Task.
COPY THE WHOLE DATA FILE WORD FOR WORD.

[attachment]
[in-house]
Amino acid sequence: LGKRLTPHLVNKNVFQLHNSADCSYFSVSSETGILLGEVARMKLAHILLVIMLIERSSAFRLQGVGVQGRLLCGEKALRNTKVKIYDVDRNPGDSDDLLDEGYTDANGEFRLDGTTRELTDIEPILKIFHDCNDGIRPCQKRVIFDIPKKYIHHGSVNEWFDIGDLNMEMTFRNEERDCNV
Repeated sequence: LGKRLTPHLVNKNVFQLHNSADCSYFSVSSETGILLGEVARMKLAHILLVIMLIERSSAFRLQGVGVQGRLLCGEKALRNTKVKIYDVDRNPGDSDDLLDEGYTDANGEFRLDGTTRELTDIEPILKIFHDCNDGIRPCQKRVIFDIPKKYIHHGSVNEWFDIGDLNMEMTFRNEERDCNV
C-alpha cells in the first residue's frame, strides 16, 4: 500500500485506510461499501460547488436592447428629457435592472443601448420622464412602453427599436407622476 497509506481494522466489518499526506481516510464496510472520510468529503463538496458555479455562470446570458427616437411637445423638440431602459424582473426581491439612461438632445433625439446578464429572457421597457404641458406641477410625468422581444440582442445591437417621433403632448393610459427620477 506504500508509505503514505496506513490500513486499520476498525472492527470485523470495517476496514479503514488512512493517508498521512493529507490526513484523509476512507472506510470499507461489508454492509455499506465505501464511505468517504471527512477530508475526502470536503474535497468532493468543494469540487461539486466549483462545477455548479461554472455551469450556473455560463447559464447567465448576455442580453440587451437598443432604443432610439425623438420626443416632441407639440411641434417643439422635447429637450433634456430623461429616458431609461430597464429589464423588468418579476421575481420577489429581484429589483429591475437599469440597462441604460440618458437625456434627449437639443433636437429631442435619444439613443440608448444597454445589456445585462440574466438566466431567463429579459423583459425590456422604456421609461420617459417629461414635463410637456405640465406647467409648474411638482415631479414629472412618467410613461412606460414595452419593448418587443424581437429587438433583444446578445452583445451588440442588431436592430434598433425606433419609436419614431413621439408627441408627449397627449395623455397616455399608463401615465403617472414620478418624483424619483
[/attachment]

[in-house]
Amino acid sequence: LGKRLTPHLVNKNVFQLHNSADCSYFSVSSETGILLGEVARMKLAHILLVIMLIERSSAFRLQGVGVQGRLLCGEKALRNTKVKIYDVDRNPGDSDDLLDEGYTDANGEFRLDGTTRELTDIEPILKIFHDCNDGIRPCQKRVIFDIPKKYIHHGSVNEWFDIGDLNMEMTFRNEERDCNV
Repeated sequence: LGKRLTPHLVNKNVFQLHNSADCSYFSVSSETGILLGEVARMKLAHILLVIMLIERSSAFRLQGVGVQGRLLCGEKALRNTKVKIYDVDRNPGDSDDLLDEGYTDANGEFRLDGTTRELTDIEPILKIFHDCNDGIRPCQKRVIFDIPKKYIHHGSVNEWFDIGDLNMEMTFRNEERDCNV
C-alpha cells in the first residue's frame, strides 16, 4: 500500500485506510461499501460547488436592447428629457435592472443601448420622464412602453427599436407622476 497509506481494522466489518499526506481516510464496510472520510468529503463538496458555479455562470446570458427616437411637445423638440431602459424582473426581491439612461438632445433625439446578464429572457421597457404641458406641477410625468422581444440582442445591437417621433403632448393610459427620477 506504500508509505503514505496506513490500513486499520476498525472492527470485523470495517476496514479503514488512512493517508498521512493529507490526513484523509476512507472506510470499507461489508454492509455499506465505501464511505468517504471527512477530508475526502470536503474535497468532493468543494469540487461539486466549483462545477455548479461554472455551469450556473455560463447559464447567465448576455442580453440587451437598443432604443432610439425623438420626443416632441407639440411641434417643439422635447429637450433634456430623461429616458431609461430597464429589464423588468418579476421575481420577489429581484429589483429591475437599469440597462441604460440618458437625456434627449437639443433636437429631442435619444439613443440608448444597454445589456445585462440574466438566466431567463429579459423583459425590456422604456421609461420617459417629461414635463410637456405640465406647467409648474411638482415631479414629472412618467410613461412606460414595452419593448418587443424581437429587438433583444446578445452583445451588440442588431436592430434598433425606433419609436419614431413621439408627441408627449397627449395623455397616455399608463401615465403617472414620478418624483424619483